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Everything you need to know about Prototype Pollution


Prototype Pollution is a vulnerability that allows attackers to exploit the rules of the JavaScript programming language, by injecting properties into existing JavaScript language construct prototypes, such as Objects to compromise applications in various ways.

JavaScript allows all Object attributes to be altered. This includes their magical attributes such as __proto__, constructor and prototype.

An attacker is able to manipulate these attributes to overwrite, or pollute a JavaScript application object prototype of the base object, by injecting other values.

Properties on the Object.prototype are then inherited by all the JavaScript objects through the prototype chain, resulting in either:

  • Denial of Service – by triggering JavaScript exceptions
  • Remote Code Execution – by tampering with the application source code to force the code path that the attacker injects
  • XSS – see examples below

Why is Prototype Pollution an issue?

In Javascript, prototypes define an object’s structure and properties, so that the application knows how to deal with the data. When new objects are created, they carry over the properties and methods of the prototype “object”. If you modify the prototype in one place, it will affect how the objects work throughout an entire application.

What you need to verify a Prototype Pollution

If you have a Firefox or Chrome browser installed, you should be good to go! In this blog, I will be using Firefox.

Simply open the Firefox Developer Tools from the menu by selecting Tools -> Web Developer -> Toggle Tools or use the keyboard shortcut  Ctrl + Shift + I or F12 on Windows and Linux, or Cmd + Opt + I on macOS.

What is susceptible to Prototype Pollution manipulation?

The impact and severity of Prototype Pollution depends on the application. Property definition by path/location is a key example.

Property definition by path/location

There are numerous JavaScript libraries which are vulnerable to Prototype Pollution due to document.location. Finding out which are vulnerable is easy. GitHub user BlackFan maintains a list of libraries that are vulnerable to Prototype Pollution due to document.location. You can find this list here. An example of a high severity prototype pollution security vulnerability was discovered in the lodash library (versions less than 4.17.15).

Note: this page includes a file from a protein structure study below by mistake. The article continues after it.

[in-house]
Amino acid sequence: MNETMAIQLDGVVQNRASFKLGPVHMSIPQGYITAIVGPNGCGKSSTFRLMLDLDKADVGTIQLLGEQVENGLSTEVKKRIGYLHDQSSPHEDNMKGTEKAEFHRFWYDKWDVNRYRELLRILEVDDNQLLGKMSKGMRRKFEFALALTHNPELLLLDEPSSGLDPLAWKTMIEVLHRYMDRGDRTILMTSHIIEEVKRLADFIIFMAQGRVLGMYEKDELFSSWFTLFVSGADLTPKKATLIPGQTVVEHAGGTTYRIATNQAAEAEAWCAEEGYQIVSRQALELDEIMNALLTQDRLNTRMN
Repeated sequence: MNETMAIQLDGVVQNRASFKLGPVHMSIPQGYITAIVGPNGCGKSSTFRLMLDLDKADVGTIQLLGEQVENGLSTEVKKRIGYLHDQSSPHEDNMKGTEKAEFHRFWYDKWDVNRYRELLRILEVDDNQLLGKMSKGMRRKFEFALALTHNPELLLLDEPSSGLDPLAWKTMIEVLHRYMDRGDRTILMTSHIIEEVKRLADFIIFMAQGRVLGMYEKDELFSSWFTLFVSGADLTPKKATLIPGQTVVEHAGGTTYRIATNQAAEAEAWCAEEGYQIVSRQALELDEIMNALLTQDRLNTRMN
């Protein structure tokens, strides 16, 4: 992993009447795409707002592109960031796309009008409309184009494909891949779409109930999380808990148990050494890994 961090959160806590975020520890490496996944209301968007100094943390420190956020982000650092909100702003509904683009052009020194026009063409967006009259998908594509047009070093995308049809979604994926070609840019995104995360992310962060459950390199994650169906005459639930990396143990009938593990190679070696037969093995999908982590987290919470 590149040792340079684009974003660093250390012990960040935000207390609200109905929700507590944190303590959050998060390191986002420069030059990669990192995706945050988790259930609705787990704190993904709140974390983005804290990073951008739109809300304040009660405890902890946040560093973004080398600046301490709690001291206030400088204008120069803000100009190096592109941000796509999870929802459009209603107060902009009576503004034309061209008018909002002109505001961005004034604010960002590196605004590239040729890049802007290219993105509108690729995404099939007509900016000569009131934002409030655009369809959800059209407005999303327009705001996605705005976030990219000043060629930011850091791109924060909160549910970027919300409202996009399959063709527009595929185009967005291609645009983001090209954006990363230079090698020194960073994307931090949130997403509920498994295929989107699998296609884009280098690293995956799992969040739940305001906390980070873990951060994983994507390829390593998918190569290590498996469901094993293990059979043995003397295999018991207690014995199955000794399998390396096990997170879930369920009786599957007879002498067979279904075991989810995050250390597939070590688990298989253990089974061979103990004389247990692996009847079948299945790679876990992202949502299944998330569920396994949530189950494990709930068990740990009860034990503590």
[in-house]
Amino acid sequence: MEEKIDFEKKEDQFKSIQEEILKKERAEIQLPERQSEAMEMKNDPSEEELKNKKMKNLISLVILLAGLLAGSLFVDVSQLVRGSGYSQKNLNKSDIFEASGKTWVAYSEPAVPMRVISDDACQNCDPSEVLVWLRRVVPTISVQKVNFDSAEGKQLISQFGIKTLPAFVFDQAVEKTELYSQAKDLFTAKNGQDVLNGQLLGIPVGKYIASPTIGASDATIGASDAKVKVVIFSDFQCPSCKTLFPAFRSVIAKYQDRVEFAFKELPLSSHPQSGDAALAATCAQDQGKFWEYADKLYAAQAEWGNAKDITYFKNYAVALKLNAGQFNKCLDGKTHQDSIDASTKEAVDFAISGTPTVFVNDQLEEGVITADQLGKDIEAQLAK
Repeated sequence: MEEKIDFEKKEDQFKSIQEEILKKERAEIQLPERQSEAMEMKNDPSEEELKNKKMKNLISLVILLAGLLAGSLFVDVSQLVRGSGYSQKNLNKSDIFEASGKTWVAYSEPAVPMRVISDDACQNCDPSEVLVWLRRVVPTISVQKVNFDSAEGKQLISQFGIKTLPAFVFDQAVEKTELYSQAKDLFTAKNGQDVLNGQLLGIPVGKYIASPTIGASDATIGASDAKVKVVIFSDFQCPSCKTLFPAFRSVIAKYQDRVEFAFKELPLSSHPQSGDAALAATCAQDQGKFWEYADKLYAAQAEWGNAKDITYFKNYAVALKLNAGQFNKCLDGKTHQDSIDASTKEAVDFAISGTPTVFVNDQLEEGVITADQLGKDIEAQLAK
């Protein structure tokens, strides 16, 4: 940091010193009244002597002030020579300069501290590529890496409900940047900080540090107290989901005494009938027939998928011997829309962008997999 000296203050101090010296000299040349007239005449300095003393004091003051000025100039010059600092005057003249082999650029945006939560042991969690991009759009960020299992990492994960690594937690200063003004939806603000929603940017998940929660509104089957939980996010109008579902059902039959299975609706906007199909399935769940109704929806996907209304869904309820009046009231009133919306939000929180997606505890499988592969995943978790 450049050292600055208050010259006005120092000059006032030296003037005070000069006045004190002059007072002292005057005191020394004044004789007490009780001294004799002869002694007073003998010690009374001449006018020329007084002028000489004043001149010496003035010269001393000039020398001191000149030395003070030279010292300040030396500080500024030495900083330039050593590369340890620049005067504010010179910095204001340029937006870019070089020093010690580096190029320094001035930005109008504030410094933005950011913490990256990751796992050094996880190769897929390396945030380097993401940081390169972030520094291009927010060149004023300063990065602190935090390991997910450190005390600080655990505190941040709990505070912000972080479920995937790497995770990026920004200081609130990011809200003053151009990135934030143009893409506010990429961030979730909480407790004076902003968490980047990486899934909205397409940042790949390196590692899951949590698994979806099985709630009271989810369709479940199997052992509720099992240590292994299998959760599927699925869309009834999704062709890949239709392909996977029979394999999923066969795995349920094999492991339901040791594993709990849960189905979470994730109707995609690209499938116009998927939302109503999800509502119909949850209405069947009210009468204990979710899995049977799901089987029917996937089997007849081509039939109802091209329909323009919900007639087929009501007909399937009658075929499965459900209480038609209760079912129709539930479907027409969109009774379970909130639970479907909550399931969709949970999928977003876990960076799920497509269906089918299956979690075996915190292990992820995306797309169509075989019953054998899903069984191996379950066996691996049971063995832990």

Let’s dissect the JavaScript objects to better understand what is happening. 

First, we will create an object and access its attributes.

For example, if we create object Book as:
var book = {bookName: "Book name", authorName: "Author of book"};

We can access the name and the author using two different notations, the dot notation (e.g.:, and the square bracket notation (e.g.: book[“name”]).

book.bookName  //output: “Book name”
book["bookName"]//output: “Book name”
var name = "bookName";
Book[name]//output: “Book name”

book.authorName//output: “Author of book”
book["authorName"]//output: “Author of book”
var author = "authorName";
book[author]//output: “Author of book”

The object Object has a few properties for its prototype. We are interested in constructor and__proto__.

You can see all available properties of the Object by typing Object.prototype. in the console of a web browser by opening developer tools.

Now that you know how to access these attributes and list them, how can you use this to add something and pollute the Object?

Let’s create an object book and try to access some non-existent values?
var book = {bookName: "Book name", authorName: "Author of book"};
book.constructor.protoSomeRandomName // this will not work, since there is no attribute protoSomeRandomName

but what if we do this
book.constructor.protoSomeRandomName // this will work and return value protoSomeRandomValue (is it magic? not really)

We proved this indeed polluted all the objects created from the object Object with the new attribute, and all of these new objects have inherited this attribute from the prototype.

Simple Example Prototype Pollution payloads


Polluting the DOM

Examples for vulnerable document.location parsers

Credits go to: s1r1us[protoSomeRandomName]=protoSomeRandomValue[protoSomeRandomName]=protoSomeRandomValue[protoSomeRandomName]=protoSomeRandomValue

Image: After you click link you can check URL and DOM for polluted value

XSS examples

XSS example #1
XSS example #2

Image: After you click link you can see the alert popup

How to popup an alert by altering __proto__?

var book = {bookName: "Book name", authorName: "Author of book"};
//output: “[object Object]”

book.__proto__.toString = ()=>{alert("polluted")}
// alert box pops up: “polluted”

IMAGE: alert pops up with value “polluted”

Remediating this vulnerability:

This vulnerability can be fixed by:

  1. Freezing the prototype
    1. Object.freeze(Object.prototype);
    2. Object.freeze(Object);
showing an example where the prototype is frozen end where the prototype is not frozen

IMAGE: Left side not frozen, and right side frozen

  1. Schema validation of JSON input
  2. Avoid using unsafe recursive merge functions
  3. Using Map instead of Object
  4. Use Prototypeless Object

var obj = Object.create(null);
obj.__proto__ //output undefined
obj.constructor //output undefined

An example of prototypeless object

IMAGE: Prototypeless Object

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Testing variance Using Legacy Dast Using Dev-Centric Dast
% of orgs knowingly pushing vulnerable apps & APIs to prod 86% 50%
Time to remediate >Med vulns in prod 280 days <150 days
% of > Med vulns detected in CI, or earlier <5% ~55%
Dev time spent remediating vulns - Up to 60x faster
Happiness level of Engineering & AppSec teams - Significantly improved
Average cost of Data Breach (US) $7.86M $7.86M